Twenty Years

by Caitlin Scarano
 

The sarabande lilies
you gave me open
toward the kitchen
window. I will make us
breakfast this morning: corn
grits, bacon, eggs
with the raspberry
tart cheese you bought.
I will write as November
sneaks her fingers
into the house. While you
run along the Milwaukee
River. Polluted, still
moving. Old men
from the west side
cast long lines
into the water and I don’t
ask you if you believe
they catch anything.
Yeats, not long before
his death,
said that after
a person dies
they are in a half-
conscious state
like the period
between waking
and dreaming.
The five blossoms
of the lilies unfurl
while the leaves
turn gold and come
off easily when I pull.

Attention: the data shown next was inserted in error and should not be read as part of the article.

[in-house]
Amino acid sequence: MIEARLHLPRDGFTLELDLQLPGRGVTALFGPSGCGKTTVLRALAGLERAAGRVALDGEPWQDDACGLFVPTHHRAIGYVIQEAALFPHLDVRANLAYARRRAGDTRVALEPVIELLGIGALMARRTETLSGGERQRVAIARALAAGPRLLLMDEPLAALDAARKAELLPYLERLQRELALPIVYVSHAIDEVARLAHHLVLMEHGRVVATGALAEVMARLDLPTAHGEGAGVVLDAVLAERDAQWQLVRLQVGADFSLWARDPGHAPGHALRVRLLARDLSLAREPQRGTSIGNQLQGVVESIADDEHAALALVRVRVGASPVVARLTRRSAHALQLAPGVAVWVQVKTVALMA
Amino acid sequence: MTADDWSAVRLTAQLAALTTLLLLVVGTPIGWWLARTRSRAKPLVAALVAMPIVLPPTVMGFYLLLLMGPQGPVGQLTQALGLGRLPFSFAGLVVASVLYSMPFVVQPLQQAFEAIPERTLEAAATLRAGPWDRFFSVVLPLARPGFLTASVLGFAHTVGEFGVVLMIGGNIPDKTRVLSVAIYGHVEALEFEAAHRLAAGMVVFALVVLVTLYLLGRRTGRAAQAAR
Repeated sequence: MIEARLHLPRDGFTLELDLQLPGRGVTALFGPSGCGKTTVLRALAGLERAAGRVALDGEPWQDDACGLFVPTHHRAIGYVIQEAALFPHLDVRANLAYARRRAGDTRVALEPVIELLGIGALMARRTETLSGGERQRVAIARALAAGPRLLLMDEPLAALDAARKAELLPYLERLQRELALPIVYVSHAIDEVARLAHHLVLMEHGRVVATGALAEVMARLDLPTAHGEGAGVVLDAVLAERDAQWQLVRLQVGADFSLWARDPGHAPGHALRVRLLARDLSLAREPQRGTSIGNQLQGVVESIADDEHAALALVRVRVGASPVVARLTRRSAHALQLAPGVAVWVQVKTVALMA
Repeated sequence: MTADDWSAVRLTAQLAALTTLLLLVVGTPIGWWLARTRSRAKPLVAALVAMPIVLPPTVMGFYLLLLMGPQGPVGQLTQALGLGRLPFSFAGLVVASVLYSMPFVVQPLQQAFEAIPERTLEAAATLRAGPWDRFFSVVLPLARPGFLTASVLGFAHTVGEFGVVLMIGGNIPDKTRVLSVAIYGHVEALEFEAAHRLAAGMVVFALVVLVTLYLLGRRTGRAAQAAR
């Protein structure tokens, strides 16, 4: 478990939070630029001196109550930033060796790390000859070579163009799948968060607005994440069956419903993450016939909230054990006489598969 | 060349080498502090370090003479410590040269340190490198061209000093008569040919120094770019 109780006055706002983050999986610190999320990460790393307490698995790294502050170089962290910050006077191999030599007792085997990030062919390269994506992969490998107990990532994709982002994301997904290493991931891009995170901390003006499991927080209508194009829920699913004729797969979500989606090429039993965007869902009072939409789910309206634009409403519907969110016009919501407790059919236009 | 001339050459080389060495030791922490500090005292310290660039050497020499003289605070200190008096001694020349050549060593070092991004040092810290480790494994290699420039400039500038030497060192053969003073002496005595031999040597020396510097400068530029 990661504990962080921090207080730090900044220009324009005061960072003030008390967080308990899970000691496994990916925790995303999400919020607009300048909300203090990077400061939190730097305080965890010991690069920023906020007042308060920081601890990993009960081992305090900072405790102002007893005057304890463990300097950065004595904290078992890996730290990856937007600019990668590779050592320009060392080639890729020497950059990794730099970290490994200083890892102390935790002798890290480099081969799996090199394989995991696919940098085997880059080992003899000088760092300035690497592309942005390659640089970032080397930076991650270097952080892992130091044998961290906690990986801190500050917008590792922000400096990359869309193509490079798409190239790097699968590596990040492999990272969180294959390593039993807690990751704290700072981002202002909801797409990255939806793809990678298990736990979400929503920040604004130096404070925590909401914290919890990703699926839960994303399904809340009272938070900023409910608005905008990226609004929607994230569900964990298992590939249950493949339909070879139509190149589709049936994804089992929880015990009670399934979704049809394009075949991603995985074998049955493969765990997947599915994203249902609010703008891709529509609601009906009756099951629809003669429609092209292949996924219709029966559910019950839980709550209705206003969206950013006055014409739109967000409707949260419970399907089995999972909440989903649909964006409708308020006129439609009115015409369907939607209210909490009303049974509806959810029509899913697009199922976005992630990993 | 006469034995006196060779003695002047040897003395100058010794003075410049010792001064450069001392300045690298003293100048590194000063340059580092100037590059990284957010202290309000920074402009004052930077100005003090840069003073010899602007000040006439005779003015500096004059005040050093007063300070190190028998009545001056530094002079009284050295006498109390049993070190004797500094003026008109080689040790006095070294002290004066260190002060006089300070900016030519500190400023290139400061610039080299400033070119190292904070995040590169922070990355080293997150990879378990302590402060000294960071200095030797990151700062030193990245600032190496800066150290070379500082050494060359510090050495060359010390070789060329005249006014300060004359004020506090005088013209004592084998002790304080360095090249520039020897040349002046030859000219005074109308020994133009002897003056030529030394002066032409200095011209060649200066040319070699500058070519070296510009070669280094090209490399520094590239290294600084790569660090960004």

Sacrificing organs
for vanity’s face.
When asked how long
this half-conscious
state would last,
Yeats replied, Perhaps
some twenty years.


CAITLIN SCARANO is a poet in the University of Wisconsin-Milwaukee PhD creative writing program. She was a finalist for the 2014 Best of the Net Anthology and the winner of the 2015 Indiana Review Poetry Prize, judged by Eduardo Corral. She has two poetry chapbooks: The White Dog Year (dancing girl press, 2015) and The Salt and Shadow Coiled (Zoo Cake Press, 2015). This winter, she will be an artist in residence at the Hinge Arts Residency program in Fergus Falls and the Artsmith’s 2016 Artist Residency on Orcas Island.

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